Friday, December 19, 2014

The Changing Face of Identity

Recently my younger sister sent me the photo above of a cave in Wisconsin where allegedly my great grandmother's parents (my great grandmother's name was Jane Day) lived. My great grandmother's mother was allegedly Navajo, her husband was European, American a  generation or so back at least. My sister was told this by my father's only surviving brother.

What this means, if it is true, my grandmother (above), her name was Blanche Bolden, was one quarter Navajo,enough to be considered a member of the Navajo Nation. She was born in 1897, died a few months after I was born, 3 March 1964.

I knew about a past ancestor on my father's side who lived in a cave. I even wrote a poem about it, My Ancestress, which was published on this blog and also in an anthology in UK.  (Please excuse the not quite correct science behind that poem. No mitochondrial DNA from my cave ancestor since she was from my father's side, put it down to literary license).

I've been thinking about this a lot. Wondering how this new information comes together with what I knew about myself and what I am now, how all of this merges to create my identity. Who am I? It is such a fluid thing for all of us. One day we are this, tomorrow something else. Is it genetics that play the biggest role? Is it our life experiences? Our mindset? Is it our surface or the many layers underneath?

In this great interview, Chimamanda Adichie speaks about how her identity is often defined by where she is. Is that it?  Is place paramount? I think it plays a role.

I've been accused before of cutting off my past, taking a scissors and trimming off what I didn't want. I have, more than once, solved problems I couldn't find my way out of by running away and running away often requires the trimming off of the past if you're to make the escape a successful one. I make no excuses, I'm finding my way like everyone else. So far I'm keeping it going without too much collateral damage.

But can we really trim away what we don't want? Aren't we still who we inherently are? I think that's so. Yes, my life choices have changed me, as they should. Yes, living in Botswana I've become a different person than the one I might have been had I stayed in the country of my birth. But still there is that starting spot that's made of all who came before me, from which all else grew. As much as my scissors like to cut, I also like to know that solid centre is there. I like to think I've passed it on to my children and they will pass it on to theirs; that years and years from now bits of my Navajo great great grandmother will assert itself in a young woman walking a different place on this earth. I think, as I said at the end of my poem, it keeps me tethered, something I might have fought against another time, I now find comfort in.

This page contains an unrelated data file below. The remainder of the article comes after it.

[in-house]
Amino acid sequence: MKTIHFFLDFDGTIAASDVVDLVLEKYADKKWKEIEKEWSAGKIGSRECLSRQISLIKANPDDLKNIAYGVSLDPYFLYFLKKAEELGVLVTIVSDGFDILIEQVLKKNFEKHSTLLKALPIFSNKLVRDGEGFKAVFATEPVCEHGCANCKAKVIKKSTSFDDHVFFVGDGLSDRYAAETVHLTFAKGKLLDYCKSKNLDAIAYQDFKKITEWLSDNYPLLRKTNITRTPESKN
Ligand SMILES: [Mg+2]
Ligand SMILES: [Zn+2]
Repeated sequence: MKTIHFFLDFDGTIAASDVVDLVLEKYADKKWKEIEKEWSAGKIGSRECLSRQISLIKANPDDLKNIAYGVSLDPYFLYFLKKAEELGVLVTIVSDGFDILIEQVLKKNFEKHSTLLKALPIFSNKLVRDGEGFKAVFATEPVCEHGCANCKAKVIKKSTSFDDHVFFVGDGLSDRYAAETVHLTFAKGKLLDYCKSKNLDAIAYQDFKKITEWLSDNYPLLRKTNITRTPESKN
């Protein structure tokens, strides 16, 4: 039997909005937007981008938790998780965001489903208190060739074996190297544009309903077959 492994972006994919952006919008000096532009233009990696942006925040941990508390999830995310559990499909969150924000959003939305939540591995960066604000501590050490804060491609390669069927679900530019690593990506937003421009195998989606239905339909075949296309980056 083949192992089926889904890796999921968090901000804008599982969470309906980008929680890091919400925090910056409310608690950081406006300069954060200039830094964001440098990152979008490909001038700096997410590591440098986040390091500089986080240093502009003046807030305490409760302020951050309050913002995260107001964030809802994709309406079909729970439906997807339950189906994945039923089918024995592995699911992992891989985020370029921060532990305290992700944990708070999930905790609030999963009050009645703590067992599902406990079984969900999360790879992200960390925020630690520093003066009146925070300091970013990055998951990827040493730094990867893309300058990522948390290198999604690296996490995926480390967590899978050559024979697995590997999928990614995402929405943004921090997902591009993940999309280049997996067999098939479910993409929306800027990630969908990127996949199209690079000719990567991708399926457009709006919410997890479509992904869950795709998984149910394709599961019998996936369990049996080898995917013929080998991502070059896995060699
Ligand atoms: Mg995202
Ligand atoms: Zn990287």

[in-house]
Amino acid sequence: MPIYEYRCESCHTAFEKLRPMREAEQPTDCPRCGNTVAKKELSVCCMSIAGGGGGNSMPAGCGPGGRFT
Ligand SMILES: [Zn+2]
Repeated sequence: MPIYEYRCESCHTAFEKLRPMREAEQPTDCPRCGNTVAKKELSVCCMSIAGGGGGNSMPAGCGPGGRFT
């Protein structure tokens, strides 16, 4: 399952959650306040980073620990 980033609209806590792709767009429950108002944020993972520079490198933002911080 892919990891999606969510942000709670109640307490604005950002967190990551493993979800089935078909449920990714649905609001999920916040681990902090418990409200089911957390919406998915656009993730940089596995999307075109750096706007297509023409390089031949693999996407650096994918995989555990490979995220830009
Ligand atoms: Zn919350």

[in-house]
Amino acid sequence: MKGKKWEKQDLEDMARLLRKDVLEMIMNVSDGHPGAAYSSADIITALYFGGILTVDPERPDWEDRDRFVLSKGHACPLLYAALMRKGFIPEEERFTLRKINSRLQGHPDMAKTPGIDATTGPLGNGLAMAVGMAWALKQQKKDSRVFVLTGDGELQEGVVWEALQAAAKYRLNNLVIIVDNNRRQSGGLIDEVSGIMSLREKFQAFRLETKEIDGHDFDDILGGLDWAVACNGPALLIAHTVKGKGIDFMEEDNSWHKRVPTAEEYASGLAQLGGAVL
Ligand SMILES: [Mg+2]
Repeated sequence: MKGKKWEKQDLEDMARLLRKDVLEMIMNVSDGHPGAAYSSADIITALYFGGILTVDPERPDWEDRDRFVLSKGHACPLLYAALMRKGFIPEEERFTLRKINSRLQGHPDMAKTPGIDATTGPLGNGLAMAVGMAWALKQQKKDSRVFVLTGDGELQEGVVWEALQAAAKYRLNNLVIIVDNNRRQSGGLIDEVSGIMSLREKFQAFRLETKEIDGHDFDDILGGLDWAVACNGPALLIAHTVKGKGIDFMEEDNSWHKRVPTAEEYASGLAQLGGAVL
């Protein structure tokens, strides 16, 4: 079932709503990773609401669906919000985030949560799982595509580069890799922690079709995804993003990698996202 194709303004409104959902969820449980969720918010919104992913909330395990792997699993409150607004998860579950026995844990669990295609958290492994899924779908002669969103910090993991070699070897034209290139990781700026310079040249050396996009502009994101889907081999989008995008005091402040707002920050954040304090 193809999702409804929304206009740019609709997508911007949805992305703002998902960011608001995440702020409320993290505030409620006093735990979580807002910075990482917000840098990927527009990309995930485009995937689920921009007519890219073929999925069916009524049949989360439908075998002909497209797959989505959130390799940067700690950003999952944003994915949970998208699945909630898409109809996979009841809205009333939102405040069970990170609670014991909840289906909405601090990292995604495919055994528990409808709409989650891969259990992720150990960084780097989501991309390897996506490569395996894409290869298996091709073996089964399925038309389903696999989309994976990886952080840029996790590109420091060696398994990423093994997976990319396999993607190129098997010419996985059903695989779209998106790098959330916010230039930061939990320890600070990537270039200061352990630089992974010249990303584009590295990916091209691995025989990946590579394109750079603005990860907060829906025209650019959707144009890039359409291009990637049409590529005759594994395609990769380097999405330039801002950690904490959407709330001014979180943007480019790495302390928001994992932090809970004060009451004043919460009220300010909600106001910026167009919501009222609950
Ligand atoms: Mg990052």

...Over generations and time, over distances.
And for the first moment, I am connected
No longer floating untethered.

Friday, December 5, 2014

Chris Rock has it About Right

The stuff going on in the USA lately can make a person sick. I don't think I could cope on a day-to-day basis knowing my black son or black husband or black brother had to leave the house each day. It's as if a war is going on and it has been going on for a long time.

In an interview  here, Chris Rock explains why if the problem of racism is ever going to be solved, it will have to be solved by white people because the problem is theirs. Rock says-

"So, to say Obama is progress is saying that he’s the first black person that is qualified to be president. That’s not black progress. That’s white progress. There’s been black people qualified to be president for hundreds of years. If you saw Tina Turner and Ike having a lovely breakfast over there, would you say their relationship’s improved? Some people would. But a smart person would go, “Oh, he stopped punching her in the face.” It’s not up to her. Ike and Tina Turner’s relationship has nothing to do with Tina Turner. Nothing. It just doesn’t. The question is, you know, my kids are smart, educated, beautiful, polite children. There have been smart, educated, beautiful, polite black children for hundreds of years. The advantage that my children have is that my children are encountering the nicest white people that America has ever produced. Let’s hope America keeps producing nicer white people."